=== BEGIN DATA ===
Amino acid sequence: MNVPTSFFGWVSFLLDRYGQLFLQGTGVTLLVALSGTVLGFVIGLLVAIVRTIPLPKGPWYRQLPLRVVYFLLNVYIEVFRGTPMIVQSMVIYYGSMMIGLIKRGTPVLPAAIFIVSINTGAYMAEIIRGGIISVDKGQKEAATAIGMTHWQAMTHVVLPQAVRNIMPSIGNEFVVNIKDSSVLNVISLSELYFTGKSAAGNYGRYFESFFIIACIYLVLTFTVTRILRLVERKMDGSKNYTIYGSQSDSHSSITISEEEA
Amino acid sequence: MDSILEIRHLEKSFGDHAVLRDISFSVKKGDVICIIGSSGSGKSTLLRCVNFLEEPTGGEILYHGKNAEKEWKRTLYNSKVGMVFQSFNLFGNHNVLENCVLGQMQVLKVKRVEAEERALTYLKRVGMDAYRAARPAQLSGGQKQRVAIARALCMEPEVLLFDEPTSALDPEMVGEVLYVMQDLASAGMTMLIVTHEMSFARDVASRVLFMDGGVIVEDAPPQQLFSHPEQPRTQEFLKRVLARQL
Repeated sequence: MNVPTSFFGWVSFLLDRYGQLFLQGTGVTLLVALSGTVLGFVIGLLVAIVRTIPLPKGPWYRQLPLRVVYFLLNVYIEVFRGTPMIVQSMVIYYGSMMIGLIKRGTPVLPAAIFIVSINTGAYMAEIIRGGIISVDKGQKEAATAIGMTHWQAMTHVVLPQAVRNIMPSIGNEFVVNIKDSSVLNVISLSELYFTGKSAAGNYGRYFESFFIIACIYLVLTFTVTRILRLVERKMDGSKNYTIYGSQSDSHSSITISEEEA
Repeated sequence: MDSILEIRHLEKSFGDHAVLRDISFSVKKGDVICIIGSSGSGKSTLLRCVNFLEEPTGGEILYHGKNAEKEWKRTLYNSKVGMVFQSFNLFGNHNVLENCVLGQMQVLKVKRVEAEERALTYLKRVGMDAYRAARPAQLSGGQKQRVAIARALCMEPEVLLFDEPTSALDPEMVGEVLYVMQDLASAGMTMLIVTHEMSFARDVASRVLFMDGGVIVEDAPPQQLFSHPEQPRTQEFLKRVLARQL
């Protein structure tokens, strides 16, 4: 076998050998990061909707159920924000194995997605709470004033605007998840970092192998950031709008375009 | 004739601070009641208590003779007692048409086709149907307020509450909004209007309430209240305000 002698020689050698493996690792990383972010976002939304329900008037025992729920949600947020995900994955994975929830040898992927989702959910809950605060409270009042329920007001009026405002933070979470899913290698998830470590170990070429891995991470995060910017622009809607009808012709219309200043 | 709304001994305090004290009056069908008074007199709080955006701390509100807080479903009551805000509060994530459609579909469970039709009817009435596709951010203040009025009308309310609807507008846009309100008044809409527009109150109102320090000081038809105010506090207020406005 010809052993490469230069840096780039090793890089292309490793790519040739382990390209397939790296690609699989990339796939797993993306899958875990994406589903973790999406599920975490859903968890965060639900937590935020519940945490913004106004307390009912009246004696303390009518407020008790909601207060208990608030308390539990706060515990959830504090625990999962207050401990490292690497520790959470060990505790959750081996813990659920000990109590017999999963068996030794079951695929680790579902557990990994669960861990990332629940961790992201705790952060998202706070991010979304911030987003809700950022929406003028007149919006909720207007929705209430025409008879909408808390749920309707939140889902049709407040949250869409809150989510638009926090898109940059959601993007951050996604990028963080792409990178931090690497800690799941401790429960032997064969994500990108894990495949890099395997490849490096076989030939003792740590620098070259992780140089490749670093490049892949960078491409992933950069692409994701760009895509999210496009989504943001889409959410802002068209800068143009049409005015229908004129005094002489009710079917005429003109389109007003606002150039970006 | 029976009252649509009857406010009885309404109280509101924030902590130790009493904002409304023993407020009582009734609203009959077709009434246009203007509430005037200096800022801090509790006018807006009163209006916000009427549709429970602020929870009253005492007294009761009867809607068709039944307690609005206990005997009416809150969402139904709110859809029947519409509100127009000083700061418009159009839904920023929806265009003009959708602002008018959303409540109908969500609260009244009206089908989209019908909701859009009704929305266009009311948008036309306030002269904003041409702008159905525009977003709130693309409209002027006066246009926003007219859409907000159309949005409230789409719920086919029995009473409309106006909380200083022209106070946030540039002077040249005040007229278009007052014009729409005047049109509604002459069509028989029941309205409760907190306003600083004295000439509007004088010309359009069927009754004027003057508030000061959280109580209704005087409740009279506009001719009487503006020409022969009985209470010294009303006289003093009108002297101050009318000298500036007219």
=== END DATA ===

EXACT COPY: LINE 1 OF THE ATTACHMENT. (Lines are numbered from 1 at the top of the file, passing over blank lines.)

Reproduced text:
Amino acid sequence: MNVPTSFFGWVSFLLDRYGQLFLQGTGVTLLVALSGTVLGFVIGLLVAIVRTIPLPKGPWYRQLPLRVVYFLLNVYIEVFRGTPMIVQSMVIYYGSMMIGLIKRGTPVLPAAIFIVSINTGAYMAEIIRGGIISVDKGQKEAATAIGMTHWQAMTHVVLPQAVRNIMPSIGNEFVVNIKDSSVLNVISLSELYFTGKSAAGNYGRYFESFFIIACIYLVLTFTVTRILRLVERKMDGSKNYTIYGSQSDSHSSITISEEEA